At my most recent course on operating models, I had an ahah moment about Process Owner Grids. It is better to lay out the grid with the process steps of the value chain along the top and the organization roles down the side – rather than the other way around.
In my recent blog on Process Owner Grids, I showed a number of examples with the organization roles along the top and the process steps down the side. As I understand it, this is the traditional way of doing a Process Owner Grid. It follows the format of the Decision Grid. The rationale for this format is that it is typically easier to define an organization role in one word (Finance) or a couple of letters (HR or CEO) than it is to find a short definition of a decision. Hence, given the space constraints at the top of a column compared to those at the beginning of a row, it is best to describe the decision in a few words on the horizontal (i.e. at the beginning of a row) and define the organizational roles on the vertical (i.e. at the top of a column). So a decision might be “define the monthly sales target” and those involved might be “Head of Sales”, “Sales Managers”, “CFO” and “CMO”.
The ahah message was that the steps in a value chain are typically laid out horizontally in sequence. Moreover they are laid out like this in the Operating Model Canvas. So, when thinking about the value chain the mind is naturally thinking left to right rather than top to bottom. So it is most natural to put the steps of the value chain at the head of columns in the Process owner grid. Typically the steps are one word, such as “buy”, “design”, “make”, etc; so they fit comfortably at the top of the columns. The organization roles must then go down the side of the table.
The ahah moment occurred because we had drawn up a Process Owner Grid for an example in the traditional way. Then one of the participants, who was only paying partial attention, asked for it to be explained. To aid the explanation, another participant turned the Grid on its side to show his colleague that the rows down the side of the grid were the same as the steps in the value chain. This caused everyone involved to question whether it would not be better to redraw the Grid the other way around.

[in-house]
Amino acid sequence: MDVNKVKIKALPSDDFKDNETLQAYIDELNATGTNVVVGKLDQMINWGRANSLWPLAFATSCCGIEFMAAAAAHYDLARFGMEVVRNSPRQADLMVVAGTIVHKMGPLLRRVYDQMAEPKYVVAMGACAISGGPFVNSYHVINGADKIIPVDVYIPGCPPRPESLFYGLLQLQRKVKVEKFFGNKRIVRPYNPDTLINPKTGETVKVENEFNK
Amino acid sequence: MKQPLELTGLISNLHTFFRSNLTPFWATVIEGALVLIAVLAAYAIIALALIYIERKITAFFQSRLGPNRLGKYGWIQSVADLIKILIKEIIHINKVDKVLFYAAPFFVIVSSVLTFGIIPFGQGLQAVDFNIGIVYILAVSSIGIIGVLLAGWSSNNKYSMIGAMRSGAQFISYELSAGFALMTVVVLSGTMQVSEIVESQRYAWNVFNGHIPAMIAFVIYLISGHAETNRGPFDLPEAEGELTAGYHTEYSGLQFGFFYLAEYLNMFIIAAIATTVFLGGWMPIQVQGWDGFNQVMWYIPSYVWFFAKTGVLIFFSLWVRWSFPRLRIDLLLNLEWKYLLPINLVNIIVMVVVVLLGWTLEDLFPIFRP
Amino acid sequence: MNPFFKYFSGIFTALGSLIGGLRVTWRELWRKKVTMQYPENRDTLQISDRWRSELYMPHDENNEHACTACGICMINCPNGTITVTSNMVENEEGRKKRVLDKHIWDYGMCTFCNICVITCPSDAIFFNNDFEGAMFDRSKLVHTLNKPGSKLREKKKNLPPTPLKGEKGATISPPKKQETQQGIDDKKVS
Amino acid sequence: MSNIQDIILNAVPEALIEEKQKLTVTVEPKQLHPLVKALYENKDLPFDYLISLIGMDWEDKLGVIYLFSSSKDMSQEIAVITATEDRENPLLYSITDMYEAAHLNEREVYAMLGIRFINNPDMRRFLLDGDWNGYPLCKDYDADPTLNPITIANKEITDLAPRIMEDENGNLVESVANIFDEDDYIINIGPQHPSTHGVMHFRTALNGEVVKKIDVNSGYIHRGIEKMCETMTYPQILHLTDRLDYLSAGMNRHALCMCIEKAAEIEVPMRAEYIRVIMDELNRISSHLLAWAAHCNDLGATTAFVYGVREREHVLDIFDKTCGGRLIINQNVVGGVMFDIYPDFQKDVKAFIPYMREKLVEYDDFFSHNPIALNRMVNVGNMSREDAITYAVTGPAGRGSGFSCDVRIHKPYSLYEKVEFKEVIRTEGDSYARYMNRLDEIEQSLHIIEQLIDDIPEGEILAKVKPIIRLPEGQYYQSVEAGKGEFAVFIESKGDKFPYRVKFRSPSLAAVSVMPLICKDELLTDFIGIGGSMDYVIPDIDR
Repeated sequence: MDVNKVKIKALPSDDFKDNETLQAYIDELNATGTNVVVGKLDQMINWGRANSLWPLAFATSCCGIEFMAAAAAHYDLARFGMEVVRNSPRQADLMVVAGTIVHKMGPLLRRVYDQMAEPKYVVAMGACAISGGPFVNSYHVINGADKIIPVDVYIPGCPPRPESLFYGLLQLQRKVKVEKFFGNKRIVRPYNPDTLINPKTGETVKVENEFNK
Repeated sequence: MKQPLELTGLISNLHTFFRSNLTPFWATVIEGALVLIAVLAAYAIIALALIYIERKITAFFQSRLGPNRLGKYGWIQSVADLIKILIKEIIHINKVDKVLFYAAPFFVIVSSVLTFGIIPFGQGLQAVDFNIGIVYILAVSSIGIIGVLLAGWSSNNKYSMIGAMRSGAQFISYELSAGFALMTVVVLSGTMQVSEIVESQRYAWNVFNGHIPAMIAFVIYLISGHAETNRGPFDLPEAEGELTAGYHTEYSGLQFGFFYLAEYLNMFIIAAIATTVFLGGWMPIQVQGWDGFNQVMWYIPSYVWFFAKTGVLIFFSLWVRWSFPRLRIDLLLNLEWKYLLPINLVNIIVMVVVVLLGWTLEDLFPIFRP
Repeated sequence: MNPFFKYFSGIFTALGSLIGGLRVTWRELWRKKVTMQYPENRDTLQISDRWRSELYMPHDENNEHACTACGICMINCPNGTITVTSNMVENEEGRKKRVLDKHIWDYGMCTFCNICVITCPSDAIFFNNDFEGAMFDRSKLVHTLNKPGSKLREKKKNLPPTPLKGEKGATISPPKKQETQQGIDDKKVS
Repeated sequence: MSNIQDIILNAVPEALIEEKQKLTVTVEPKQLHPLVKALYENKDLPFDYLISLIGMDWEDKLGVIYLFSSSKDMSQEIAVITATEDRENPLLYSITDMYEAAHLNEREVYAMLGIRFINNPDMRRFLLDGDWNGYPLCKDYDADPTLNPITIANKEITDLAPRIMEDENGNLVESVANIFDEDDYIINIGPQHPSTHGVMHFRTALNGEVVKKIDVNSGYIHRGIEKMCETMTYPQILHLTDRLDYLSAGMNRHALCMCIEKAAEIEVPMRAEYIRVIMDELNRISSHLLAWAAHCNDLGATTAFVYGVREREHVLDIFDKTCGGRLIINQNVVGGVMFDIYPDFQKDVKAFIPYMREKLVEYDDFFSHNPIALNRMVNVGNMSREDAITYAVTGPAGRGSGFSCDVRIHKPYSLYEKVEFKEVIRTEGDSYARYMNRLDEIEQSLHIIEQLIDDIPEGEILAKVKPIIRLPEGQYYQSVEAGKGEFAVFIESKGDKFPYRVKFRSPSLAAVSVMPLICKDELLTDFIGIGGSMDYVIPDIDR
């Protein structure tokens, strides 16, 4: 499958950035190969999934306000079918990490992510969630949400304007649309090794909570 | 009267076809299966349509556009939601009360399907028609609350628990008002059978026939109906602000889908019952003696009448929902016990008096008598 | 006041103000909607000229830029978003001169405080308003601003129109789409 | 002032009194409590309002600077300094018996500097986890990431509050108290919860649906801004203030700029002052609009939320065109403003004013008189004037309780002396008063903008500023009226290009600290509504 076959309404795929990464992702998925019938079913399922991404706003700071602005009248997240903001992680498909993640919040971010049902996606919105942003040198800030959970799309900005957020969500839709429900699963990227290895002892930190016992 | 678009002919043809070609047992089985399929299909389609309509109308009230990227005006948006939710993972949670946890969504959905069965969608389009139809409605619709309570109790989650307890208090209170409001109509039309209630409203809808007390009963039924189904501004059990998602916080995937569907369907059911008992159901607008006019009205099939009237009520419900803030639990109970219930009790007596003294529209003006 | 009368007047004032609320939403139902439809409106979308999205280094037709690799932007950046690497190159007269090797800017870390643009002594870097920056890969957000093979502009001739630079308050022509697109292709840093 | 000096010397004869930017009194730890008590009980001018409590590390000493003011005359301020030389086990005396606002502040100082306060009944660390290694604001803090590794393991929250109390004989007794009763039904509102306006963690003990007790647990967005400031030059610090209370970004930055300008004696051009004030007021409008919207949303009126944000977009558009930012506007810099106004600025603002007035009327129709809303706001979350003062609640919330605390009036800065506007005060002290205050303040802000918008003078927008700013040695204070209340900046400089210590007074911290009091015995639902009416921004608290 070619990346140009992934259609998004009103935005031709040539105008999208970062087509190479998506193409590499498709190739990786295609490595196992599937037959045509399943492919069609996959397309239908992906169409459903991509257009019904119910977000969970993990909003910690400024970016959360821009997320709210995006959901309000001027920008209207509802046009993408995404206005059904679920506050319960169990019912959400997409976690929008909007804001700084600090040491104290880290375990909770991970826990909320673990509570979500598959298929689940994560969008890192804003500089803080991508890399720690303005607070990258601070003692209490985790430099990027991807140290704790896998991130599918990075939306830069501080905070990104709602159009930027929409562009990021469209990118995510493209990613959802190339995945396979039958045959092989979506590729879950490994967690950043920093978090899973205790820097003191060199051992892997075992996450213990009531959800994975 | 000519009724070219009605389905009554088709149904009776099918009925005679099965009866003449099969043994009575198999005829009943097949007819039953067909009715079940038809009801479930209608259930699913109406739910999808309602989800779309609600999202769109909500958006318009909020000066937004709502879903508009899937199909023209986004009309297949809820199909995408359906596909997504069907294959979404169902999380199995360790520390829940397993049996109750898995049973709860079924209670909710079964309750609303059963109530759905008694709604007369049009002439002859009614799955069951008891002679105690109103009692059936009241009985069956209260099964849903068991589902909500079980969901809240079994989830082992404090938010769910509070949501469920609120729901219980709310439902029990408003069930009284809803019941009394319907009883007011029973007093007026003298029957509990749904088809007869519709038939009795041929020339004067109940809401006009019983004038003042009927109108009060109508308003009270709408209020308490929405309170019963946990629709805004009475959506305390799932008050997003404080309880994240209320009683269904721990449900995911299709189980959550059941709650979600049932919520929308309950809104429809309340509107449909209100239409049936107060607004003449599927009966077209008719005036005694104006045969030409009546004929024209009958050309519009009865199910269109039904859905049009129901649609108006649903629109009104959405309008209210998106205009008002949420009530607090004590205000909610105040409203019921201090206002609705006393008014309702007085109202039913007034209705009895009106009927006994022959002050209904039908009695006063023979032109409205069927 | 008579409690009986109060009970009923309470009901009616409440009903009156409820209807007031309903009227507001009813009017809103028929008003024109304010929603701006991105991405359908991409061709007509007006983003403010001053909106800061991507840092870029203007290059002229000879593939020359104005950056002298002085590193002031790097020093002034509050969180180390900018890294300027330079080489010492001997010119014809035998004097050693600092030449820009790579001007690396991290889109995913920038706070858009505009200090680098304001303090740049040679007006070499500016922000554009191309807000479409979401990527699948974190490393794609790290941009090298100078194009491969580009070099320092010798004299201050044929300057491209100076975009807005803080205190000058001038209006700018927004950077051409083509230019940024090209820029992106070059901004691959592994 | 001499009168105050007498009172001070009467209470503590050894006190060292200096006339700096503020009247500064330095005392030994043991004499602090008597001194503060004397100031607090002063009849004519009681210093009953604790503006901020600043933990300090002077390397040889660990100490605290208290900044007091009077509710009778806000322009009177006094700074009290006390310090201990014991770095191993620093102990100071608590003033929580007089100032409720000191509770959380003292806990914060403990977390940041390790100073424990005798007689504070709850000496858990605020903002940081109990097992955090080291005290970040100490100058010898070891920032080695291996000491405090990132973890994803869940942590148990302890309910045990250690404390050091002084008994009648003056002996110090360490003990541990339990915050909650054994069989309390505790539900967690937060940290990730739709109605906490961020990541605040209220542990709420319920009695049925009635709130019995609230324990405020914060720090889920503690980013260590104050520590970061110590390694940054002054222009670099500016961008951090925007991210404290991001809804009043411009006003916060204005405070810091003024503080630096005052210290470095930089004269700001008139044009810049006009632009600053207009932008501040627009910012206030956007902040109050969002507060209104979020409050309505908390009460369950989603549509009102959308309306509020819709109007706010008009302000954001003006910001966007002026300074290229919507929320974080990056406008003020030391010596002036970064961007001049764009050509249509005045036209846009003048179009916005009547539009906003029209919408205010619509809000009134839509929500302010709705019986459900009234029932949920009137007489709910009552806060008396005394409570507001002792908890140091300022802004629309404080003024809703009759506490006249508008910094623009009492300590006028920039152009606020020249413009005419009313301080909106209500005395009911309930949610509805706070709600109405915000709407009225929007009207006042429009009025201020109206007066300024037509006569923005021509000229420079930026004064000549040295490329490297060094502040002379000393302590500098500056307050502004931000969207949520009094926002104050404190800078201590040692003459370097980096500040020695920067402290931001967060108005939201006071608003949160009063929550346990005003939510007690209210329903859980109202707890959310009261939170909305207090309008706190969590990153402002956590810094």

So, from now on, I think I will draw it with the value chain steps along the top. This has the added benefit of being the same way round as the High-level IT Blueprint. So the Process Owner Grid and the High Level IT Blueprint are similar charts/grids.
I am ashamed to say that my colleague and co-author Mikel Gutierrez had lobbied to have the Process Owner Grid presented with the value chain along the top in our book Operating Model Canvas – and I resisted because I wanted it to be like the Decision Grid. But I was wrong! Much better for it to be like the High-Level IT Blueprint.
Being that most of your Op model canvas is based on expanding from value chains to inform othe things I would agree that VC at the top running left to right makes good sense. It helps carry one concept on to the next and so on.
Being that most of your Op model canvas is based on expanding from value chains to inform other things I would agree that VC at the top running left to right makes good sense. It helps carry one concept on to the next and so on.
Yes David. Good point.
Andrew – glad you found the compass on this. I have almost always used it this way. In fact one of the most powerful diagnostic processes I know is to lay out the process flow horizontally, then list key performance criteria vertically. Once done you can then identify through user engagement or diagnostics, which part of the process costs most, has poorest quality, least satisfies customers, etc. The cool thing is that often different parts of the process rate differently against such criteria, so depending on your design brief you can see where to go. Indeed, this method is now much loved in the design thinking world, albeit it has been around for a long time – classic value management stuff!
Richard, I like this tool. What do you call it? – Process Performance Grid? Do you have an example? If so, email to me and I will blog about it. I guess it is similar to a “heat map” but with multiple dimensions. Hope you are well. Andrew